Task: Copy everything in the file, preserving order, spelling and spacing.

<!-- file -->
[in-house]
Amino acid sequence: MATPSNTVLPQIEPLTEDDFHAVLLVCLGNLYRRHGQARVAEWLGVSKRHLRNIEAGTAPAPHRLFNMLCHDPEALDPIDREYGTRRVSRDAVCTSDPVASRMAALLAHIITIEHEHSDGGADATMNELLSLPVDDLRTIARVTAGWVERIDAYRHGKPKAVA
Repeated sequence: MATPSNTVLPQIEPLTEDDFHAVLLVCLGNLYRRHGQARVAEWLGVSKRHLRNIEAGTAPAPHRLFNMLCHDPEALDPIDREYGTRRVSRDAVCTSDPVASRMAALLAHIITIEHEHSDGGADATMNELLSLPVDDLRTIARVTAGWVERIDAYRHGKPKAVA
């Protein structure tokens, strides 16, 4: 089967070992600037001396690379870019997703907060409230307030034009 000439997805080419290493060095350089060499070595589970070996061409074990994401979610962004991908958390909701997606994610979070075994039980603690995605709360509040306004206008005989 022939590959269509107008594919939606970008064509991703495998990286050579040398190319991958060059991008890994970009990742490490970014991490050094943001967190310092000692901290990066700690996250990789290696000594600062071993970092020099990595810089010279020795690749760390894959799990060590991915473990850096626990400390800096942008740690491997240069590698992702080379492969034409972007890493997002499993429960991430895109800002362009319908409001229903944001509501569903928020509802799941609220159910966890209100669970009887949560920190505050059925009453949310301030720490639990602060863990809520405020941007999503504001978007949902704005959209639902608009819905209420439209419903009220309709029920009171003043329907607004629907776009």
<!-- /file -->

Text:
[in-house]
Amino acid sequence: MATPSNTVLPQIEPLTEDDFHAVLLVCLGNLYRRHGQARVAEWLGVSKRHLRNIEAGTAPAPHRLFNMLCHDPEALDPIDREYGTRRVSRDAVCTSDPVASRMAALLAHIITIEHEHSDGGADATMNELLSLPVDDLRTIARVTAGWVERIDAYRHGKPKAVA
Repeated sequence: MATPSNTVLPQIEPLTEDDFHAVLLVCLGNLYRRHGQARVAEWLGVSKRHLRNIEAGTAPAPHRLFNMLCHDPEALDPIDREYGTRRVSRDAVCTSDPVASRMAALLAHIITIEHEHSDGGADATMNELLSLPVDDLRTIARVTAGWVERIDAYRHGKPKAVA
């Protein structure tokens, strides 16, 4: 089967070992600037001396690379870019997703907060409230307030034009 000439997805080419290493060095350089060499070595589970070996061409074990994401979610962004991908958390909701997606994610979070075994039980603690995605709360509040306004206008005989 022939590959269509107008594919939606970008064509991703495998990286050579040398190319991958060059991008890994970009990742490490970014991490050094943001967190310092000692901290990066700690996250990789290696000594600062071993970092020099990595810089010279020795690749760390894959799990060590991915473990850096626990400390800096942008740690491997240069590698992702080379492969034409972007890493997002499993429960991430895109800002362009319908409001229903944001509501569903928020509802799941609220159910966890209100669970009887949560920190505050059925009453949310301030720490639990602060863990809520405020941007999503504001978007949902704005959209639902608009819905209420439209419903009220309709029920009171003043329907607004629907776009």